Left Luggage

The Left Luggage project is based around a series of walkshop events comprising:

  • poetry reading.
  • local sights and landmarks.
  • walking, talking, discovery and writing.cat on the luggage

The Left Luggage sessions involve walks in the outdoors, poetry readings and discussion. They focus on understanding, analysis, comparison and appreciation of poetry as well as offering an opportunity to read and hear poetry in the fresh air.

These sessions could be particularly useful for anybody who is working towards GCSE or A Level English Literature qualifications.

Of course, practice in understanding poetry for national qualifications is not the only benefit of the Left Luggage sessions  and we are sure that they will inspire participants to seek out more poetry and maybe even write some too!

italian dog logoIf you are interested in participating in these sessions either as an  attendee or facilitator, or both (!), or if you would like to discuss developing your own sessions as part of the Left Luggage series, just fill in the form below and we will get back to you with details of how to be involved in this part of the work of The Safe House.

Practitioners of the City

‘Practitioners of the City’

(A Flash Fiction Writing Session from The Safe House)

walkers are“Where does it start? Muscles tense. One leg a pillar, holding the body upright between the earth and sky. The other a pendulum, swinging from behind. Heel touches down. The whole weight of the body rolls forward onto the ball of the foot. The big toe pushes off, and the delicately balanced weight of the body shifts again. The legs reverse position. It starts with a step and then another step and then another that add up like taps on a drum to a rhythm, the rhythm of walking.” (Rebecca Solnit)


Think of somewhere you walk to often and write one single sentence about it.


The stimulus for this session is the activity above along with the questions below.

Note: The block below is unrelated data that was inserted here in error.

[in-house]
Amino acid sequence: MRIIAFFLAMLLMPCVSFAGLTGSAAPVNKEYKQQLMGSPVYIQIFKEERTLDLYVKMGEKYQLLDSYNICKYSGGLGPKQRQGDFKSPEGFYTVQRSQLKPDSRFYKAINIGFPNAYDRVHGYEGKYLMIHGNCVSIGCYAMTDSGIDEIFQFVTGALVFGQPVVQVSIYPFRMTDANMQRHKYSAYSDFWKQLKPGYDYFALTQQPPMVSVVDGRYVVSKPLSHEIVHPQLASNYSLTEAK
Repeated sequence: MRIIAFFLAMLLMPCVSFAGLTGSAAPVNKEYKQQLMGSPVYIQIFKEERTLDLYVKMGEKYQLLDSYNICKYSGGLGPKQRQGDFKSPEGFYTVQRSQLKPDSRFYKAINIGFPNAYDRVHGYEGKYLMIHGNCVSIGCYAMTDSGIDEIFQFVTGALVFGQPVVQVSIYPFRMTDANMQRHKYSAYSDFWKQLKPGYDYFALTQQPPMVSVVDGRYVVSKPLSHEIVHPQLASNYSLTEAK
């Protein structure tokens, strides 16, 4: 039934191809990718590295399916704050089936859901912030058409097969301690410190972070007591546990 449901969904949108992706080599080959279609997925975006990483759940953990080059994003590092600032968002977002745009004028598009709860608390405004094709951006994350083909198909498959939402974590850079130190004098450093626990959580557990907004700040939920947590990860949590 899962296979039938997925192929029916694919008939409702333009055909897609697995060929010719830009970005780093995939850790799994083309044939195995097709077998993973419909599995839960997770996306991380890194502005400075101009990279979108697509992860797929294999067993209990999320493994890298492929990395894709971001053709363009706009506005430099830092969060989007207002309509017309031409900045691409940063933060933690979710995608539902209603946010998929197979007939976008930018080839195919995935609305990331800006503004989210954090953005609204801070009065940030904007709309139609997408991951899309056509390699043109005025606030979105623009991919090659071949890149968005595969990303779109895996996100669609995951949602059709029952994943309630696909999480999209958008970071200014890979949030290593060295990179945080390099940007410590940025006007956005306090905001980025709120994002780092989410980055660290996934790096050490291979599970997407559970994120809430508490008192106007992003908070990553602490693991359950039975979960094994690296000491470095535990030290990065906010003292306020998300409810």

Of course, you can ignore questions you don’t like and you can add questions of your own that you like better.

* Obviously, some of you may use wheelchairs to get about. At The Safe House, we are sure that, if you are one of these people, you can still take part in this session. Please, let us know if you have any comments about this.

However you get about, the next time you do, you could think about these questions:

Where do you go? Why do you go there? Who do you go with? How do you feel as you walk there? Why do you feel this way? How often do you go there? How long does the journey take? Does the journey involve other forms of transport as well? What are the sights you expect to see when you take this walk? Do you take the quickest route? Do you always take the same route? Do you take a detour from the quickest route? Why? Are there parts of the walk that you particularly like? Are there parts of the walk that you dislike? Do you walk quickly? Or slowly? Do you usually have an animal with you? Why?

You could use any of these questions to stimulate your writing.

You, the writer, will decide.


This is about your world. Maybe, when you go on the walk you could remind yourself of the questions before you leave. Then, as you’re walking, you could make notes, either in your head, in a notebook, on your phone, whatever.

When you are ready and in a good location, choose just one of the questions and write a sentence in response to it. A single sentence.

It could begin:

‘I go there because …’

Or … ‘I go with my … and we …’

You might start like this:’ ‘I sometimes take the long way round so that …’

Or you could write: ‘I always see the … with its …’

Or … ‘I don’t like the bridge because …’

Or … ‘I always feel … because …’

You, the writer, will decide.

Word count and process

It’s just a sentence, so we’re probably not talking much more than 50 words. It could be really short.

When you have thought about your walk and noted answers to some of the questions, choose one and write a sentence as your answer.

Take a moment. Read what you have written. Think of the words you have used. Are there other words you could use to say what you want? Change words, add words.

Take another moment. Do the same again. Then check your sentence for spelling, punctuation and grammar. Does your sentence make sense?